Betrothed since childhood to the prince of Mynaria, Princess Dennaleia has always known what her future holds. Her marriage will seal the alliance between Mynaria and her homeland, protecting her people from other hostile lands. But Denna has a secret. She possesses an Affinity for fire—a dangerous gift for the future queen of a kingdom where magic is forbidden.
Now, Denna must learn the ways of her new home while trying to hide her growing magic. To make matters worse, she must learn to ride Mynaria’s formidable warhorses before her coronation—and her teacher is the person who intimidates her most, the prickly and unconventional Princess Amaranthine (called Mare), sister of her betrothed.
When a shocking assassination leaves the kingdom reeling, Mare and Denna reluctantly join forces to search for the culprit. As the two work together, each discovers there’s more to the other than she thought. Mare is surprised by Denna’s intelligence and bravery, while Denna is drawn to Mare’s independent streak. Soon their friendship is threatening to blossom into something more.
But with dangerous conflict brewing that makes the alliance more important than ever, acting on their feelings could be deadly. Forced to choose between their duty and their hearts, Mare and Denna must find a way to save their kingdoms—and each other.
Of Fire and Stars started off good, you know – a fantasy continent of kingdoms, with two faith systems, one religious and one magic, but both interconnected, and one of our heroines (who has magic) being married into the religious kingdom. Denna has been brought up to get married to the prince of Mynaria and be its Queen, but after she arrives in the kingdom, her magic starts flaring up. Coupled with that, there are magical attacks happening in the kingdom, and a member of the royal family gets targeted. In the midst of it, she starts to fall for the prince’s sister. You know, with such a good set-up in place, the execution was lackluster.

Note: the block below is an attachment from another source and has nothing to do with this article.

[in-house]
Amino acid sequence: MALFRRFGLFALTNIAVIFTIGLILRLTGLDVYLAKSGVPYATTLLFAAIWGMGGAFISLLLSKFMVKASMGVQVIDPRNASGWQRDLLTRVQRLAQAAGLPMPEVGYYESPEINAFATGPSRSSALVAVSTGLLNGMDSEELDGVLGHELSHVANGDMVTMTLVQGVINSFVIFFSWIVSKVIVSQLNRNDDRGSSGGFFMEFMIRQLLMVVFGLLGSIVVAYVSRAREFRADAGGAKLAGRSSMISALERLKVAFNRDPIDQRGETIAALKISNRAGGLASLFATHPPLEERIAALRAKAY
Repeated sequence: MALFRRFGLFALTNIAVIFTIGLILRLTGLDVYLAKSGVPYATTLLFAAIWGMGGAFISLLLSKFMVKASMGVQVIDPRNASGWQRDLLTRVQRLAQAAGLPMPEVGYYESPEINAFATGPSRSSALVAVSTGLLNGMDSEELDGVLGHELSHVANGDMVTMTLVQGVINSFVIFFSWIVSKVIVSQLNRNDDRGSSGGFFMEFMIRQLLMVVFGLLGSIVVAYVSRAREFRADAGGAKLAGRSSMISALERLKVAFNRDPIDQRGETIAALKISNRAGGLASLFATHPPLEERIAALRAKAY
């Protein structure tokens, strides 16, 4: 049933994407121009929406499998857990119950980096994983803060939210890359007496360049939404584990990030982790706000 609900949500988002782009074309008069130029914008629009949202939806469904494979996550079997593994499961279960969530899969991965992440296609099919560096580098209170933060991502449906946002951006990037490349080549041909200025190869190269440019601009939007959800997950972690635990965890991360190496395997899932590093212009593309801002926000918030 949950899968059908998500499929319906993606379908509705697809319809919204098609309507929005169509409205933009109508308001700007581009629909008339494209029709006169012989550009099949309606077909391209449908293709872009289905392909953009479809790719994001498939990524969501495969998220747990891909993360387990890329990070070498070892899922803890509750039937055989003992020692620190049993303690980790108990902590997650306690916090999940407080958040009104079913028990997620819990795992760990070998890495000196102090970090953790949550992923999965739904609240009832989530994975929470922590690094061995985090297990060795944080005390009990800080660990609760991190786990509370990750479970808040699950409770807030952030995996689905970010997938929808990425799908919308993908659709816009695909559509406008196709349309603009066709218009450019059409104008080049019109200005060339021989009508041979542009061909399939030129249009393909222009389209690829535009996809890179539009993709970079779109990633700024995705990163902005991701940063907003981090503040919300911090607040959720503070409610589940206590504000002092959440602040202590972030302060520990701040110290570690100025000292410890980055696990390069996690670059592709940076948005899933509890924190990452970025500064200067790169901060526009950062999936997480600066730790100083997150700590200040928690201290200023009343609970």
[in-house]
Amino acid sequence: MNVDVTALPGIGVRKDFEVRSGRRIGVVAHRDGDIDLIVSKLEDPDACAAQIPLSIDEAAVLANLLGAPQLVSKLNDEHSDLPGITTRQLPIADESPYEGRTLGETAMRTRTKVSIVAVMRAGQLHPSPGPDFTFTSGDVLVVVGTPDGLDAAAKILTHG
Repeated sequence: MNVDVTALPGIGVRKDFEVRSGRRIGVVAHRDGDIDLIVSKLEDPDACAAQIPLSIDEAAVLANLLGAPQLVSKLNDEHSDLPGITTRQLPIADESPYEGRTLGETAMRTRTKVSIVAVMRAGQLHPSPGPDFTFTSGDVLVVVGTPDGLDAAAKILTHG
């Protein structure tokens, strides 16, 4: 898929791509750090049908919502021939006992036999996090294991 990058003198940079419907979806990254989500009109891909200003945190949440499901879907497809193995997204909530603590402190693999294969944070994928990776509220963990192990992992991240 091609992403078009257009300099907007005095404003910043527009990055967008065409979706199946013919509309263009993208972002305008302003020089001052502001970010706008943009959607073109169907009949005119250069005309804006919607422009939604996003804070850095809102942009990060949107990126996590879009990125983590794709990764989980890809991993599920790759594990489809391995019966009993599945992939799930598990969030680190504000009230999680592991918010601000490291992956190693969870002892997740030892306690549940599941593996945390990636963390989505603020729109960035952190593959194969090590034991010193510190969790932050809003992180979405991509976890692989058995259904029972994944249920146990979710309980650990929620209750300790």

I liked the characters of Denna and Mare, two very different kind of princesses, but regal in their own right. Denna is the proper lady, brought up to be the refined Queen, while Mare, despite being the oldest is relegated to being a political piece. At first, they don’t get along but when forced to teach handling horses to Denna, Mare starts to appreciate her. It also helped that the prince was not much interested in his betrothed, and preferred to keep her out of political matters. Their love story was a slow burn but Denna’s insistence on doing her duty was putting the brakes on the relationship. Like, there was such a simple loophole that could have been used, but wasn’t, instead letting them both sneak around guiltily.
Now, as for the world-building, that is where this book suffered. The kingdoms are vague and the politics confusing; I really didn’t understand how they could wage a war just like that, without any proof or attempts to negotiate. Half the time they were doing nothing, just discussing in council. Also, the alliance with Denna’s kingdom seemed unequal, since so much power was being given to Mynaria as to effectively control a place of worship in that kingdom. Also, that earlier loophole I mentioned? Why can’t Denna’s parents intervene? Honestly, it felt like there were only things added to add length to the plot, without any solid reason for it being there.
Finally, I would like to say that I appreciate the fact that there is more queer representation in fantasy genres (finally!). Really, the love story is probably the best part about this book. If only more attention had been paid to the world, as well.
Received a free galley from Balzer & Bray, via Edelweiss.